This is up to the individual breeder, however, no-one can guarantee future health of a dog any more than we can guarantee our own health. Look on our puppy page for details of what we offer.

Why avoid puppies from puppy farms?
These sad little dogs and their poor mothers are purely money making machines. They are raised without love, the Mothers are usually mated as soon as they come back into season, and puppies are literally raised in outdoor pens and sold en masse to dealers such as PupsRUs in Manchester. They have no toys to play with or any emotional stimulus; their Mothers can’t teach them anything as they’ve never benefitted from living with humans themselves. Their living conditions are barren, they learn no human interaction which is so vital in order for them to become integrated in our homes. Good breeders are in with those puppies every day, playing with them, loving them and teaching them how to behave with us. Puppies from such places know no love or human contact in these vitally important formative stages. Incredibly, the Welsh Assembly had actually given financial grants to some farmers to help them diversify their farming! A recent demonstration in Cardiff showed the depth of feeling from caring dog owners to this shameful decision and the Welsh Assembly have now backed away from those decisions. If you buy a puppy from dealers – it will have come from a farm in Wales or one of the puppy factories in Ireland. However, not all Welsh or Irish breeders are puppy farmers, and if you visit their homes, you will be reassured. No farmer would have you come direct to them – no-one would buy if they saw these rows upon rows of miserable dogs in barren kennels. They either sell via dealers or deliver. NEVER accept a delivered puppy however cheap. We’ve all seen the Covid prices of £3500 + without any health checks; no breeder having that many litters can devote those puppies the time and attention they need.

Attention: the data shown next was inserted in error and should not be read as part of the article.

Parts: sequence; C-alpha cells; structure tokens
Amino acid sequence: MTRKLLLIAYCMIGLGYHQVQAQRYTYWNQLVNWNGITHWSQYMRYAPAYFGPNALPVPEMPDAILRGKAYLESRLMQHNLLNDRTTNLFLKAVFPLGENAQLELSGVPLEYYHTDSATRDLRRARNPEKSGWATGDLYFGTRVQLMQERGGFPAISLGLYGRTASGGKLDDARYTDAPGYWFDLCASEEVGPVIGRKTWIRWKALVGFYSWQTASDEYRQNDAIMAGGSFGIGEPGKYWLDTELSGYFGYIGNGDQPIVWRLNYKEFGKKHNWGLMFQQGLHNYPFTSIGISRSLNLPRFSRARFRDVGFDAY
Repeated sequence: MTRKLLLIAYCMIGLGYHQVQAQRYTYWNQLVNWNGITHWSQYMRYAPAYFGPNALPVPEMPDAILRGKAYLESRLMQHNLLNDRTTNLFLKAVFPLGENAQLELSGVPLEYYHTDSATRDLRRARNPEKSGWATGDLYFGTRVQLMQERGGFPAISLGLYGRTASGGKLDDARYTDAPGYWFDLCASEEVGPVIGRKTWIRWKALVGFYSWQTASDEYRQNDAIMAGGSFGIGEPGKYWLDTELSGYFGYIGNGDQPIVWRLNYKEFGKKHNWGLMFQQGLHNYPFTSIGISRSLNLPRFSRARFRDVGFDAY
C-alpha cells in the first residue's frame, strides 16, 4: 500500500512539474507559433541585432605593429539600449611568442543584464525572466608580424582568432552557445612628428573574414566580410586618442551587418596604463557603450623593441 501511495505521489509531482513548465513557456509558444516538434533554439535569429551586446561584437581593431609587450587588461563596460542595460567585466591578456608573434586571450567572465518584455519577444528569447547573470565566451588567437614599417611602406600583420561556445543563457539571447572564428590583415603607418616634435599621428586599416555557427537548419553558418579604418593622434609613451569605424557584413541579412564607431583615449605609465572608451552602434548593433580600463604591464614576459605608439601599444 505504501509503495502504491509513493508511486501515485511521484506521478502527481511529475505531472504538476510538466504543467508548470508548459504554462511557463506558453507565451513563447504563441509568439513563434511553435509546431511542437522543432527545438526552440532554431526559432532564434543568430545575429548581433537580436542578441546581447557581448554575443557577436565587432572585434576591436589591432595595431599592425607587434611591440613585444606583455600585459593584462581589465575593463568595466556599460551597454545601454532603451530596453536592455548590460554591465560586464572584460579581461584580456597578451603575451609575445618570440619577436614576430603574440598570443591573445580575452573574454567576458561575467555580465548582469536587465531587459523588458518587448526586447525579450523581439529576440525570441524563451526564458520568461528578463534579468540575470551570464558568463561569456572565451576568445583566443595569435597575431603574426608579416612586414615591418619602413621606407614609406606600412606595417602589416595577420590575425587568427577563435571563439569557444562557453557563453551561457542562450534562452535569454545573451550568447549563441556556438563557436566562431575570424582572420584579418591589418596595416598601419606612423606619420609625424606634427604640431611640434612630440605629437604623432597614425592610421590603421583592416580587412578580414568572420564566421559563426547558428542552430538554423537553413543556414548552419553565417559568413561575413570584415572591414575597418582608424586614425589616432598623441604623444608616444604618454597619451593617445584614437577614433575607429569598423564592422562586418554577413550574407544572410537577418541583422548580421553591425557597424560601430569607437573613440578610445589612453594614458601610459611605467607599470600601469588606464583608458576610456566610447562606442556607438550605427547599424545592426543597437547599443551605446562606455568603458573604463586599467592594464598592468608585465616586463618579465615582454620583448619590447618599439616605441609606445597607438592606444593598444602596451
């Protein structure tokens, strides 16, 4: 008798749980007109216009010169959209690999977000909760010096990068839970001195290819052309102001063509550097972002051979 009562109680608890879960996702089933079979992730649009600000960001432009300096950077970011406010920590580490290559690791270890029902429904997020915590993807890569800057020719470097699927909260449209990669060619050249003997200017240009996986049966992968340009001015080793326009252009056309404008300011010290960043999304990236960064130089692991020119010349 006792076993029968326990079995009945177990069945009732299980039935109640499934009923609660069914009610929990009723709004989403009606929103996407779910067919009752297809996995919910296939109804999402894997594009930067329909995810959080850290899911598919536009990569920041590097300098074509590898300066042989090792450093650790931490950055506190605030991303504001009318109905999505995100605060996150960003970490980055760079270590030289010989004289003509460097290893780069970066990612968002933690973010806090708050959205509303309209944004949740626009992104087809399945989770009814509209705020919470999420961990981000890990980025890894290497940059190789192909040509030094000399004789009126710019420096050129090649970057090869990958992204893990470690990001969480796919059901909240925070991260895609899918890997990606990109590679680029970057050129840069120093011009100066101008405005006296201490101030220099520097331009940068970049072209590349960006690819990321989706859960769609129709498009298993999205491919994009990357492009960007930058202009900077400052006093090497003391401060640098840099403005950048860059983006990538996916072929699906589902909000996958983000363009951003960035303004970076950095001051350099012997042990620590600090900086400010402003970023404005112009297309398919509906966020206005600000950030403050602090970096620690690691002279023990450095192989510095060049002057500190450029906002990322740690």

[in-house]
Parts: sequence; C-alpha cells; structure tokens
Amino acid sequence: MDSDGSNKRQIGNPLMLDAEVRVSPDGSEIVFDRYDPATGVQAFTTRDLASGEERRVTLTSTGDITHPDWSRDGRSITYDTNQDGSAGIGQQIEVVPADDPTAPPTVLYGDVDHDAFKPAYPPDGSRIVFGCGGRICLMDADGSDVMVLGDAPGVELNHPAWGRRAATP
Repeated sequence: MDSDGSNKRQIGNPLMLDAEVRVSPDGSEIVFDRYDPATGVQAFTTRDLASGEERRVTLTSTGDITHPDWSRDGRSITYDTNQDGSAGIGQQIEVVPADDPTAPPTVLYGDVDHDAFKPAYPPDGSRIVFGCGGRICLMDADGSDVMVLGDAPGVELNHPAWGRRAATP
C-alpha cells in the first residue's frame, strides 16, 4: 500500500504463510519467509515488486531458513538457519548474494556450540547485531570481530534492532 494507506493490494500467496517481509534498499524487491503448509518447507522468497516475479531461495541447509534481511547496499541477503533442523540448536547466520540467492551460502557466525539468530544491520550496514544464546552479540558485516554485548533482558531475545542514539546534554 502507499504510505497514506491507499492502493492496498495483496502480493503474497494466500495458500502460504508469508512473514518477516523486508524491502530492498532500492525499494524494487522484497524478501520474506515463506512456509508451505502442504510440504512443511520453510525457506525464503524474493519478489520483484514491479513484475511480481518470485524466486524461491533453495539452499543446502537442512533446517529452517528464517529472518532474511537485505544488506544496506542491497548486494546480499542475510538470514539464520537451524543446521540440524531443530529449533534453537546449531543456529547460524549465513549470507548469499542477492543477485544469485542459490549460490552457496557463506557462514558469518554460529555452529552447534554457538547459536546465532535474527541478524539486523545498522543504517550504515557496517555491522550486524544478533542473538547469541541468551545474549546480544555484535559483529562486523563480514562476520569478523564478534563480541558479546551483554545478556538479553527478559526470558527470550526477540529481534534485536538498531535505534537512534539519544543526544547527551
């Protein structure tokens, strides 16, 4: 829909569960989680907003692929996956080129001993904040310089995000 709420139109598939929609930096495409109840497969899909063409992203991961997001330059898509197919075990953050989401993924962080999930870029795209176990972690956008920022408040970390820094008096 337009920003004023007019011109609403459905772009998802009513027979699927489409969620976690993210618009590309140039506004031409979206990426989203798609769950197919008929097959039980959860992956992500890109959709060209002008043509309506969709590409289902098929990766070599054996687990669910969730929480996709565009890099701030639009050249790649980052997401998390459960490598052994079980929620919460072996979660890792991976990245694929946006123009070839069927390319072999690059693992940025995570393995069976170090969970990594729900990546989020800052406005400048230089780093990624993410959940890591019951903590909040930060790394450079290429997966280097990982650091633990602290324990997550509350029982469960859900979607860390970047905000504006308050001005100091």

Kennel Club Assured Breeder Scheme is UKAS Accredited.  Breeders are inspected for their general facilities and welfare of the dogs. When it was first established, the KC let everyone join and many breeders left – not wanting to be associated with the puppy farmers. The KC then put in place regular inspections (I was pleased with the comments of my assessor who stated “I am particularly impressed with the dogs and the way in which they were kept’. I have never seen so many well behaved and relaxed Dobermanns”. There are many excellent KC breeders who are not members of the ABS, but it does give buyers a sense of security.